Becky Voss 29:12
So bear in this scenario with the contest versus sweepstakes, sweepstakes, how do you differentiate those from a lottery a lottery, you have to do something in order to be entered Is that accurate? So it’s

Ben Pankonin 29:24
a lottery requires a purchase. And so if you have any sort of requirements, that would involve being customer, making a purchase, you open a checking account for a chance to win. Those types of things would, would require that that would put you into that lottery category pretty quickly. So any sorts of those, you know, customer requirements. That’s really what starts to put you into a lottery and dollar amount doesn’t matter. Obviously, you know, a lottery ticket is pretty, pretty inexpensive. But, but that kind of puts you into that category with any of those sorts of requirements. So want to be really careful on that, you know, if we work with a lot of institutions that might do sort of narrow eyes, they might do a day where they, you know, have a lot of activity or things like that. Those specific days or activities are great opportunities. But we’re typically wanting to structure that around, you know, either that contest or sweepstakes, depending on on how we’re having them show up. There’s also things that we want to allow for, if people need to participate in other ways you can have you know, some people are concerned about it, specifically, if it’s a larger contest, that people could maybe mail in an entry. Those are really good. I don’t think we’ve ever had anybody mail in an entry, but you can always allow for that sort of thing as well. So there’s a lot of different things. You can Start to incorporate there to make sure that specifically people you know, that might have disabilities or things like that could still participate in your contest or activity as well.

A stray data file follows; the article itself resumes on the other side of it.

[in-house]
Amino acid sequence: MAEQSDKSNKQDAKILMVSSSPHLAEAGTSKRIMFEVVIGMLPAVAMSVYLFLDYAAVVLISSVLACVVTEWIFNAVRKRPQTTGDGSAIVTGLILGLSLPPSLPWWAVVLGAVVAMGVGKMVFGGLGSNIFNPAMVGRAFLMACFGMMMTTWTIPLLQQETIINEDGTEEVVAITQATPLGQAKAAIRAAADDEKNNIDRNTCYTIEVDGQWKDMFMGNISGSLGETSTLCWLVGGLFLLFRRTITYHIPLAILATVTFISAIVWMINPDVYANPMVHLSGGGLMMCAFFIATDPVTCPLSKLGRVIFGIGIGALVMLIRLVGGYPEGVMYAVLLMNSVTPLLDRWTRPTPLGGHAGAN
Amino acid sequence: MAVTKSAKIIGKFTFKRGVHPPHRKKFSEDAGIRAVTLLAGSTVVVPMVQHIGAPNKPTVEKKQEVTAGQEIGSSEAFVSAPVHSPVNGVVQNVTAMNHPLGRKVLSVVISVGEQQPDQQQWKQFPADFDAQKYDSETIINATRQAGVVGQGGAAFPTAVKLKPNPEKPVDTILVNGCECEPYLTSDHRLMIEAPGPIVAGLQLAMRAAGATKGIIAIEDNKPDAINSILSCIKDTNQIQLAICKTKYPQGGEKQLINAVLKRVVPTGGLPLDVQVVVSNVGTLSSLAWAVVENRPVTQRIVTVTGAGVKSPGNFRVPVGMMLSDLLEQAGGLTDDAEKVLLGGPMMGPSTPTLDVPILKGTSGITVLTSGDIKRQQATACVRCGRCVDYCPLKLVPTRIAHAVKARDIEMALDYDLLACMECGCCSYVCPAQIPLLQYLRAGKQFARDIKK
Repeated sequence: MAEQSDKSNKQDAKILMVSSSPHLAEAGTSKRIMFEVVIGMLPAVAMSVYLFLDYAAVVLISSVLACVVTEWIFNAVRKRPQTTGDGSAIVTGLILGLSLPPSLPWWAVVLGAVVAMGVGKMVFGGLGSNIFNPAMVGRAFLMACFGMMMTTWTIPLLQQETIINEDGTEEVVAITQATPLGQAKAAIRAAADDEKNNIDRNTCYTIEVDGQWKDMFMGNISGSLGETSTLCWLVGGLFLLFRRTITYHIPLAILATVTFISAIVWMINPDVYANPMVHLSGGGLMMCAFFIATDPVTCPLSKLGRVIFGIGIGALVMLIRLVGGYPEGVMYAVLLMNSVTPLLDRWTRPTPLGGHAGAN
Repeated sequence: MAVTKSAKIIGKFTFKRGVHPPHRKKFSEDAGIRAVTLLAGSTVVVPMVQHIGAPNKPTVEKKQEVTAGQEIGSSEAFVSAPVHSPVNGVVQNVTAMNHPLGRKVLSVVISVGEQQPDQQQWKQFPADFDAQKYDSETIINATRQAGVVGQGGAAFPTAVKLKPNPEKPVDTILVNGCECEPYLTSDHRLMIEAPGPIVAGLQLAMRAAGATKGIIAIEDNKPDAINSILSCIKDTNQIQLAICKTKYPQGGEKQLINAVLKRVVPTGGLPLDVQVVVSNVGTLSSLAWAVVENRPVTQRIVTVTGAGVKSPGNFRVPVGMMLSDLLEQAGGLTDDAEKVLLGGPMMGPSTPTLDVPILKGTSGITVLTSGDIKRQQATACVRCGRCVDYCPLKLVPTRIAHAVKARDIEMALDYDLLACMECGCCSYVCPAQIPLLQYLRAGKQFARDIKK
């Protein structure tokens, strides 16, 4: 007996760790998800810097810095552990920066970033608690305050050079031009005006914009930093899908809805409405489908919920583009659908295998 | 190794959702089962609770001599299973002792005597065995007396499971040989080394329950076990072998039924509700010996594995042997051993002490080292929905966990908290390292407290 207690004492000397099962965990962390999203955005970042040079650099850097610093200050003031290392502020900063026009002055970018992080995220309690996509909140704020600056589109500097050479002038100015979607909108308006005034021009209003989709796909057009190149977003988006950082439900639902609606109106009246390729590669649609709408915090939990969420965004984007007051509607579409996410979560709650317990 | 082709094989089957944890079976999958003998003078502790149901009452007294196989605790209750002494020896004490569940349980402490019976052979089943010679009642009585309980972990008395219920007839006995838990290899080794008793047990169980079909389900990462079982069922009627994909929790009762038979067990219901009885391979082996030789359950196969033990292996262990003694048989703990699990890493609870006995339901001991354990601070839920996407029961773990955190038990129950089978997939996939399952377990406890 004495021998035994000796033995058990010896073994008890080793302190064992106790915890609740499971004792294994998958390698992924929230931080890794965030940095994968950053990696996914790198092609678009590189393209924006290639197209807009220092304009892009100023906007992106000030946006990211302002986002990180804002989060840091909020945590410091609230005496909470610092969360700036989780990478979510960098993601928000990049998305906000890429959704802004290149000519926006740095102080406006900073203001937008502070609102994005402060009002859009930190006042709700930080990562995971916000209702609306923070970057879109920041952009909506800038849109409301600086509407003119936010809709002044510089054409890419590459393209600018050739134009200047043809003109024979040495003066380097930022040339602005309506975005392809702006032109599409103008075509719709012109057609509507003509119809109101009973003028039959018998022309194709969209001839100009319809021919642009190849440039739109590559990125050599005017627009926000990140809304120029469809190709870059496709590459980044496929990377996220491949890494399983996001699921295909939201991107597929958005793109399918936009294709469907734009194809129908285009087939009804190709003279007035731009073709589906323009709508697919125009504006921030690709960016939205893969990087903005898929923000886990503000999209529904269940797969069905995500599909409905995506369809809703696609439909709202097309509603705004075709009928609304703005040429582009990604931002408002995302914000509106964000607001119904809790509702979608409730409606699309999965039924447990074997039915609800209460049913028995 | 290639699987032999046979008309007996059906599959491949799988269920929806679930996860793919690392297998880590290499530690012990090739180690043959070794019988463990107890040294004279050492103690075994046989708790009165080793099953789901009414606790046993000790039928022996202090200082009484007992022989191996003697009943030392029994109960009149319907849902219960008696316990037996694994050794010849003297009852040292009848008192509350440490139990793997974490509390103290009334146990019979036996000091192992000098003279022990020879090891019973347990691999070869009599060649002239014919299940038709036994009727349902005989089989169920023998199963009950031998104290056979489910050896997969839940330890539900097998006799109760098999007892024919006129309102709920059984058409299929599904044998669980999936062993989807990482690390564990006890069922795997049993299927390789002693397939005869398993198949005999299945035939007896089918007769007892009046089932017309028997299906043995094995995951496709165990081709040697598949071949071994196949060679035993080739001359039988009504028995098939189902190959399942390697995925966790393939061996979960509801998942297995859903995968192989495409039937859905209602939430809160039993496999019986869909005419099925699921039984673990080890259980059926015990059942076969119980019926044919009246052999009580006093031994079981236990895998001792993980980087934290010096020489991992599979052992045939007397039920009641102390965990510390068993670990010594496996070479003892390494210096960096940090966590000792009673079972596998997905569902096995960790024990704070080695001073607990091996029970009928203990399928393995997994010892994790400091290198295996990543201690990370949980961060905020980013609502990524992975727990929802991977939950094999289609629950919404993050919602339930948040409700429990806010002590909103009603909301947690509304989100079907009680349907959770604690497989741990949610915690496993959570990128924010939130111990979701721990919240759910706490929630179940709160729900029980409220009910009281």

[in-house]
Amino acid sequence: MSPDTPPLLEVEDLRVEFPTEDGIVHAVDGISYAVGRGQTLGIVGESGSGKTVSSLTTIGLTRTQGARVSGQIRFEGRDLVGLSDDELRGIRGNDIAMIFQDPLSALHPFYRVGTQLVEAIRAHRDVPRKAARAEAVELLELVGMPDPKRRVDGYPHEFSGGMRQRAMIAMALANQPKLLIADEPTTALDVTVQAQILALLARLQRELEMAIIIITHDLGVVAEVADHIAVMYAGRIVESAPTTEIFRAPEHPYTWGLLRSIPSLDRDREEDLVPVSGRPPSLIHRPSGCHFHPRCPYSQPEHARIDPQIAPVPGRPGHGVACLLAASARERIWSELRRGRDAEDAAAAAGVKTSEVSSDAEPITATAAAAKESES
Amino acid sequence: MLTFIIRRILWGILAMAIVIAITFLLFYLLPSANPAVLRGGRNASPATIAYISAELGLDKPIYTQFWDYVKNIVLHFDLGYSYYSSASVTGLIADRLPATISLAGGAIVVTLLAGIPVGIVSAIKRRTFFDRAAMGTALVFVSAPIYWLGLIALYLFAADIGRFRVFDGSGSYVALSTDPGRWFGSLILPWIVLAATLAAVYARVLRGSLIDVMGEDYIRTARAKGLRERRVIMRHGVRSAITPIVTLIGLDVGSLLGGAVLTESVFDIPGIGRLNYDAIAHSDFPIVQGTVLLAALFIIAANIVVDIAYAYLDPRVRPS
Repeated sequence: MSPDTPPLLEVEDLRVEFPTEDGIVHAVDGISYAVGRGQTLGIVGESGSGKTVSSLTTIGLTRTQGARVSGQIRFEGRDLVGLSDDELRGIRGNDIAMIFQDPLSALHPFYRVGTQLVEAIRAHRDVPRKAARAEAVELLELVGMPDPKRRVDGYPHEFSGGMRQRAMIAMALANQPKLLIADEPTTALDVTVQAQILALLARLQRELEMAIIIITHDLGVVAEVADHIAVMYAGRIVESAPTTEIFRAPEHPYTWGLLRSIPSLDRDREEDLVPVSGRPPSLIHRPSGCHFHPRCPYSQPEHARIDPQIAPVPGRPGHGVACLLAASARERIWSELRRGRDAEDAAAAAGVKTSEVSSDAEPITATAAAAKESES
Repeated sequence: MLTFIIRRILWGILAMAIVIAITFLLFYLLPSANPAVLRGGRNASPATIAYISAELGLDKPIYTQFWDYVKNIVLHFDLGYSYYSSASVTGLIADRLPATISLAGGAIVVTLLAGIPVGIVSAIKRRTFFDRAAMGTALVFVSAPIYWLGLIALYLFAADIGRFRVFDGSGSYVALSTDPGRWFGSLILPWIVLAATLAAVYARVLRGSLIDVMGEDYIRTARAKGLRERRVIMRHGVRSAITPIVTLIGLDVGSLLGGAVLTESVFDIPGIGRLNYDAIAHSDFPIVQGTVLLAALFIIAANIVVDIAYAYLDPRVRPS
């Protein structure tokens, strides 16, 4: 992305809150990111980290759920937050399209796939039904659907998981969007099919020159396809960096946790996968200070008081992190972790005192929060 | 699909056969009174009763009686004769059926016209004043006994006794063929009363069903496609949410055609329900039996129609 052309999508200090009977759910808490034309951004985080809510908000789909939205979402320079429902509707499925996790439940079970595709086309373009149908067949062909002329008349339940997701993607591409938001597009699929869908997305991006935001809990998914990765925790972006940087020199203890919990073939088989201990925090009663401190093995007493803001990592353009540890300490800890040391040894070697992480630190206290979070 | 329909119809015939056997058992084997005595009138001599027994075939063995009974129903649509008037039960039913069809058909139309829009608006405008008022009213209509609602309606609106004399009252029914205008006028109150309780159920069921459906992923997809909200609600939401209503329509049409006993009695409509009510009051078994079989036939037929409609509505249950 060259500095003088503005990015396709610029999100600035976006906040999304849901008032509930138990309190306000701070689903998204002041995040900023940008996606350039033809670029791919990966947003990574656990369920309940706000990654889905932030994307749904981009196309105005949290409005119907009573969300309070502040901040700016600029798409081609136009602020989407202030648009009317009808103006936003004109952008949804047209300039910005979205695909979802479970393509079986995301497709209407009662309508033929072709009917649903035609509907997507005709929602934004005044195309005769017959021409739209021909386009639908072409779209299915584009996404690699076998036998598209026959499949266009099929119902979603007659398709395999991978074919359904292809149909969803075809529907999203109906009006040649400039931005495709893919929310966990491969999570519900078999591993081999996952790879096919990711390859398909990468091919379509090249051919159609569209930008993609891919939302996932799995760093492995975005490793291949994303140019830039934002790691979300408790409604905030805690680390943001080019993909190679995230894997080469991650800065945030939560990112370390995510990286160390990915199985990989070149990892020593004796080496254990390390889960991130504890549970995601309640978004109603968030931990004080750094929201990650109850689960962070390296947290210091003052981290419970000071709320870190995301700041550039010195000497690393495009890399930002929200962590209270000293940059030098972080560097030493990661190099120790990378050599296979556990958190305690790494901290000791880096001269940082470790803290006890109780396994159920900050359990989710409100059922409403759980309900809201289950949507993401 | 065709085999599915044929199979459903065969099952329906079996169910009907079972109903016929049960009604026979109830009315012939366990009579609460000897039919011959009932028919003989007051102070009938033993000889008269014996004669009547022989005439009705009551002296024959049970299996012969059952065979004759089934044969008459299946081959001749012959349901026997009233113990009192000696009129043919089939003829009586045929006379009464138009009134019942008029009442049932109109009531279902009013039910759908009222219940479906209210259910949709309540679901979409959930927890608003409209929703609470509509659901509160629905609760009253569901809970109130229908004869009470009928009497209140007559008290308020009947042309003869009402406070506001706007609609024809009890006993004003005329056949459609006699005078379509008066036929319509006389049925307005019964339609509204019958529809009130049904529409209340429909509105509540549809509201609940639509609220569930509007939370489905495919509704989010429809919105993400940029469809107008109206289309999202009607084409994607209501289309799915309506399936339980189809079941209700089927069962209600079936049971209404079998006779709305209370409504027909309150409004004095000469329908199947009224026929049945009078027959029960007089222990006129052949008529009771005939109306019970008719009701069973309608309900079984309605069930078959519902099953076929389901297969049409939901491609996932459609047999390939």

Becky Voss 31:12
So been another question about the lottery. And I live in St. Louis and one of my community banks, in my, in my area offers a Cardinals jersey, when you sign up for a new account is a free gift like that, when you open, you know, a DDA, is that a lottery? No,

Ben Pankonin 31:32